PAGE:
Two Afghan journalists were brutally beaten by the Taliban for covering the women’s protests in Kabul.
Recall that it was reported earlier this week that Taliban soldiers rounded up women protesters in a supermarket and opened fire while journalists covering the protest were taken to an unknown location.
Shocking pictures and videos have now emerged, showing what was done to the journalists after they were detained on Tuesday, September 7.
Photographer Nematullah Naqdi and reporter Taqi Daryabi were taken to a police station by the Talibans and beaten with cables for four hours, leaving them with severe welts and bruising to their backs and legs.
Video of them emerging after being tortured by the Taliban show them unable to stand on their own. They had to be held up on each side by men as they staggered out.
The journalists, who work for Kabul-based media outlet Etilaat-e Roz, had been reporting on protesters demanding an end to Taliban violations of the rights of women and girls when they were arrested.
According to Human Rights Watch, the two men were taken to a police station in Kabul and placed in separate cells before being tortured with cables.
They were released on Wednesday, September 8, and were treated in a nearby hospital for the injuries on their backs and faces.
The pair say they were beaten with batons, electrical cables and whips.
Naqdi told Agence France-Presse: “One of the Taliban put his foot on my head, crushed my face against the concrete. They kicked me in the head… I thought they were going to kill me.”
When he asked why they were being beaten, Naqdi said he was told: “You are lucky you weren’t beheaded.”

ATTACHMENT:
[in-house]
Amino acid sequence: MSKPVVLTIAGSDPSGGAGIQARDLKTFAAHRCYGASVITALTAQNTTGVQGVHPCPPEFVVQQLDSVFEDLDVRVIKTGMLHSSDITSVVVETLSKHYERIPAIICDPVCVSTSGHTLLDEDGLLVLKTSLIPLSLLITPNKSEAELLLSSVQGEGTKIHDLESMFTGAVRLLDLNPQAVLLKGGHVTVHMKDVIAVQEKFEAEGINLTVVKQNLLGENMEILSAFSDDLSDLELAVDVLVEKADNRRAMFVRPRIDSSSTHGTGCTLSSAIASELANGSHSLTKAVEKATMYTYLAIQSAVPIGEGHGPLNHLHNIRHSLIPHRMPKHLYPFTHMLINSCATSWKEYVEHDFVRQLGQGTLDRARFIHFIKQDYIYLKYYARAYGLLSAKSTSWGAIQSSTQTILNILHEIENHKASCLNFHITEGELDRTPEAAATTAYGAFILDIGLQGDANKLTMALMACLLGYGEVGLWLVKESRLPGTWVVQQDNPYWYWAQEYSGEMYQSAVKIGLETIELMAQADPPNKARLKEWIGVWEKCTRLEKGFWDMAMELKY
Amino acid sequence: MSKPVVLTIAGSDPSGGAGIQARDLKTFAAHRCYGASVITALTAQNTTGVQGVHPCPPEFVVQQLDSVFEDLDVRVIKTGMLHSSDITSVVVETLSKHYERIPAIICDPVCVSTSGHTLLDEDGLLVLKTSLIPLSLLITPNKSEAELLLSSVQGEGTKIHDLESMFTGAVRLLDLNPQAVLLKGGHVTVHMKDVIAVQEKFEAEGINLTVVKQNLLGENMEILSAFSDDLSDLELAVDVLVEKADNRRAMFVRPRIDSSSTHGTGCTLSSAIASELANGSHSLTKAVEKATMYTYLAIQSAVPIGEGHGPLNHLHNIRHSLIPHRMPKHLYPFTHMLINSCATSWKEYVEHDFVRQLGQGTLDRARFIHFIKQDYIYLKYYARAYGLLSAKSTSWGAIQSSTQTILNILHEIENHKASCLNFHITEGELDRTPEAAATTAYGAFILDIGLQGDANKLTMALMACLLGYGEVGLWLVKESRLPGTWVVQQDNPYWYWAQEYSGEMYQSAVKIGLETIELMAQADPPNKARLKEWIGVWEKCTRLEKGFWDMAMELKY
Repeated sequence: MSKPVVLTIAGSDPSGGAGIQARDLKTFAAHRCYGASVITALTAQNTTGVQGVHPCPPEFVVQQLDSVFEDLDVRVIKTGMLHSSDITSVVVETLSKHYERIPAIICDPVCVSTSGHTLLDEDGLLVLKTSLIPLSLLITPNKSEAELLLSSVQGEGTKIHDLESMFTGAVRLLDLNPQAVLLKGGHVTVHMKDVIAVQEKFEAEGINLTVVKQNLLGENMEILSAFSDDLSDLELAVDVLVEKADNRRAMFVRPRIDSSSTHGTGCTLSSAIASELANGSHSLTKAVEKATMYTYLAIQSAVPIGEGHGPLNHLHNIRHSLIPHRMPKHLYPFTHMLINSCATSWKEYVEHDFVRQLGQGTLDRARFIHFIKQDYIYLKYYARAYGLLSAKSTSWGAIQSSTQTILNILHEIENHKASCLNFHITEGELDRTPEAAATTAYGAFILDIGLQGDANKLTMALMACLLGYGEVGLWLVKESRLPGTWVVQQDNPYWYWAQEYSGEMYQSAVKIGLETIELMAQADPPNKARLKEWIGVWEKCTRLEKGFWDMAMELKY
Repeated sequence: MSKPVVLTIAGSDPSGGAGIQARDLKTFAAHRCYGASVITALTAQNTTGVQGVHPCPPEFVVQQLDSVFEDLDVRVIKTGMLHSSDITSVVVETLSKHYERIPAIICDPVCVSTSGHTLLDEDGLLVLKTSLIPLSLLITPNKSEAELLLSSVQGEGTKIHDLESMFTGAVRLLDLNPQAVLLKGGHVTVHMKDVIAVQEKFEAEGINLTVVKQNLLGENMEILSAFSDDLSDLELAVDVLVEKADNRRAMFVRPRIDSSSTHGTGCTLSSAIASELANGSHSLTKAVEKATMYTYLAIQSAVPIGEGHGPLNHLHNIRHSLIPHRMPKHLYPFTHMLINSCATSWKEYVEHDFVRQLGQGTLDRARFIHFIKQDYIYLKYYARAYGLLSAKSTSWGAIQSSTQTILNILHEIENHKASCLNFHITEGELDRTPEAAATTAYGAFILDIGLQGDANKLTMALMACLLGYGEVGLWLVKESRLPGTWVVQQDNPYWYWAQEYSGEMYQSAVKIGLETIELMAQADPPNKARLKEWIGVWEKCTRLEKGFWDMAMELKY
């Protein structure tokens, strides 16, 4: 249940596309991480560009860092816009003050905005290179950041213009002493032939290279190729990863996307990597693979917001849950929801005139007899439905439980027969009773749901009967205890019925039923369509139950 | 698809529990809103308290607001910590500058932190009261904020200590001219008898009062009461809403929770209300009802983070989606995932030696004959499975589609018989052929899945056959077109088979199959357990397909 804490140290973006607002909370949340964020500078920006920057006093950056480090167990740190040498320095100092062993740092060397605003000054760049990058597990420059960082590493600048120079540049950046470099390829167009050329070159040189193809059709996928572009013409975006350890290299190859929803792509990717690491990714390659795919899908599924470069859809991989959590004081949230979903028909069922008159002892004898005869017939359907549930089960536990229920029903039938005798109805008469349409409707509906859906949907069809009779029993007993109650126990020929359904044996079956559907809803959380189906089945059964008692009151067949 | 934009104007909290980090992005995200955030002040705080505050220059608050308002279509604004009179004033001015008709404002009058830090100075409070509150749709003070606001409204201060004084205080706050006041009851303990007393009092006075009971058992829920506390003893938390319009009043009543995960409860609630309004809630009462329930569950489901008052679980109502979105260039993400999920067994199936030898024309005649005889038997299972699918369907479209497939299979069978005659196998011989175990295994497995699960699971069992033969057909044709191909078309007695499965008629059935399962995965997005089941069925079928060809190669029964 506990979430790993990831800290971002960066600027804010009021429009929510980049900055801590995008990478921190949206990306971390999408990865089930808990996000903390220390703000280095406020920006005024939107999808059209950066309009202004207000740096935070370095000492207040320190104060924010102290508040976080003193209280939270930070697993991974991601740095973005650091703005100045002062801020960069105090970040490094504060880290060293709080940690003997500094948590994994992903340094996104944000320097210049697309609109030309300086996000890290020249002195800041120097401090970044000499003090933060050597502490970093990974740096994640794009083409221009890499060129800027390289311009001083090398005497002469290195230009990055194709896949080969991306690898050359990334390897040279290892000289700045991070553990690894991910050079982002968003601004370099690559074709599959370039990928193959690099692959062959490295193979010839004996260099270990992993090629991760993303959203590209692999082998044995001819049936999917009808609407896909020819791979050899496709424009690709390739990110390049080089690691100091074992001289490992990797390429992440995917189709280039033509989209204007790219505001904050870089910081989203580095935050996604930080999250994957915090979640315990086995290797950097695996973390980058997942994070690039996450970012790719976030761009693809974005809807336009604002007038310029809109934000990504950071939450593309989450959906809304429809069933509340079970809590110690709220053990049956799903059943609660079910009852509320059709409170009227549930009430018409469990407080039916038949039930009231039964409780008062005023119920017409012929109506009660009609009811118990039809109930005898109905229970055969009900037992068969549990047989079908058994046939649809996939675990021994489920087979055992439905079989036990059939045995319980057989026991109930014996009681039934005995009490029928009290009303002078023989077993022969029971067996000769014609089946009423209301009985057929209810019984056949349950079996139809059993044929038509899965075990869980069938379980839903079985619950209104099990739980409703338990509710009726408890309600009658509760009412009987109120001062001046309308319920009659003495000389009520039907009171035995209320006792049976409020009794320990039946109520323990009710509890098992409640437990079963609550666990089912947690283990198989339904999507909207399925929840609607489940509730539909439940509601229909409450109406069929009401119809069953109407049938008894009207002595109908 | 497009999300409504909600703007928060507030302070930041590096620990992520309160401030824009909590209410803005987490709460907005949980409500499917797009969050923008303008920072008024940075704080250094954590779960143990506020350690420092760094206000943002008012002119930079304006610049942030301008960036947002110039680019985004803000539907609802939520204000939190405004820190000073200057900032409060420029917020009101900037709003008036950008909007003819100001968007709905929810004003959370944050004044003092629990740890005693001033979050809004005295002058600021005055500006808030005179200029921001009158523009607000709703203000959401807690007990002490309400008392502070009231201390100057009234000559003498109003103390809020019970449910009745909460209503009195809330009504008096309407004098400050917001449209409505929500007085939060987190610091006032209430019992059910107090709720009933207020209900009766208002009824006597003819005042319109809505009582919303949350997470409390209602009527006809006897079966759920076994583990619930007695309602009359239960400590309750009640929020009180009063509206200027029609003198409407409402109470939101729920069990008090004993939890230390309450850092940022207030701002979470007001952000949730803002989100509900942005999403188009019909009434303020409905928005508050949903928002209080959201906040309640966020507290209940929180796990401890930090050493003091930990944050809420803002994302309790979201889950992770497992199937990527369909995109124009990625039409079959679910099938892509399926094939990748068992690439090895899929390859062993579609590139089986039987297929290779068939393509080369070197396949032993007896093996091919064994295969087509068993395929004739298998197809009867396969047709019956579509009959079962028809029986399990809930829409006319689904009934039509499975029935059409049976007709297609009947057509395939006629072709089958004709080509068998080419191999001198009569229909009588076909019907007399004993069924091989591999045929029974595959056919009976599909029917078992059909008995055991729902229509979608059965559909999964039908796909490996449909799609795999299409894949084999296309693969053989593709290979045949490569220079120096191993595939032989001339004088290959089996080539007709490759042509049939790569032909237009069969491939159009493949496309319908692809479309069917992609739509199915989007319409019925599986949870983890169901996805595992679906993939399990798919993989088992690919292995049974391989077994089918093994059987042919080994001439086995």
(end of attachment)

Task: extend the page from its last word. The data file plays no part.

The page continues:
Daryabi added: “We were in so much pain that we couldn’t move.”
Editor-in-chief of the daily paper, Zaki Daryabi told Human Rights Watch: “Two of my colleagues from who were detained by Taliban, beaten for four hours.
“Under constant and brutal torture of the Taliban, the reporters lost their consciousness four times.
“This is unacceptable. We want the Taliban to bring their soldiers to justice.
“We also all the media organisations stand together against this unacceptable torture.”
Khadim Karimi, an editor at Etillaat Roz, was also arrested by the Taliban minutes after attempting to secure the release of the two young journalists.
He said that ten members of the Taliban then beat him “by boxing, kicking, cables, pipes and everything that was available,” the Telegraph reported.
He added: “I was looking death in the face. I was thinking about my family, because I thought that I would be killed.”
Karimi’s colleagues were released shortly after him.
“I felt the responsibility to try and release them. When we arrived there in front of the police station door, suddenly Taliban fighters arrested us by force.
“They didn’t give us a second and chance to talk and say details. Their response was hitting, boxing and violence.”
Dozens of Afghan reporters have reportedly been beaten or accosted in recent weeks despite the Taliban’s claims they’ll uphold press freedoms under the new regime.
Human Rights Watch revealed that the Taliban has been assaulting and detaining journalists after imposing new restrictions on their work.
“Taliban authorities claimed that they would allow the media to function so long as they ‘respected Islamic values,’ but they are increasingly preventing journalists from reporting on demonstrations,” Patricia Gossman, the associate Asia director at Human Rights Watch, said.
“The Taliban need to ensure that all journalists are able to carry out their work without abusive restrictions or fear of retribution.”
The NGO also reported that Taliban authorities arrested photojournalist, Wahid Ahmadi, on September 7, and confiscated his camera.
Last week an Afghan rock band who sang anti-Taliban hits were reported to be hiding for their lives after the militants murdered a folk singer.
Guitarist Faisal, 26, sang about kissing girls round the back of the mosque and told fans: “Don’t be scared of the Taliban.”
The musician fled his home after gunmen arrived on his doorstep and beat his brother.
He told The Sun from a safe house: “If they find me they will kill me.”
The week before a Taliban spokesman stated that: “Music is forbidden in Islam” and days later singer Tawab Andarabi was dragged from his home and fatally shot.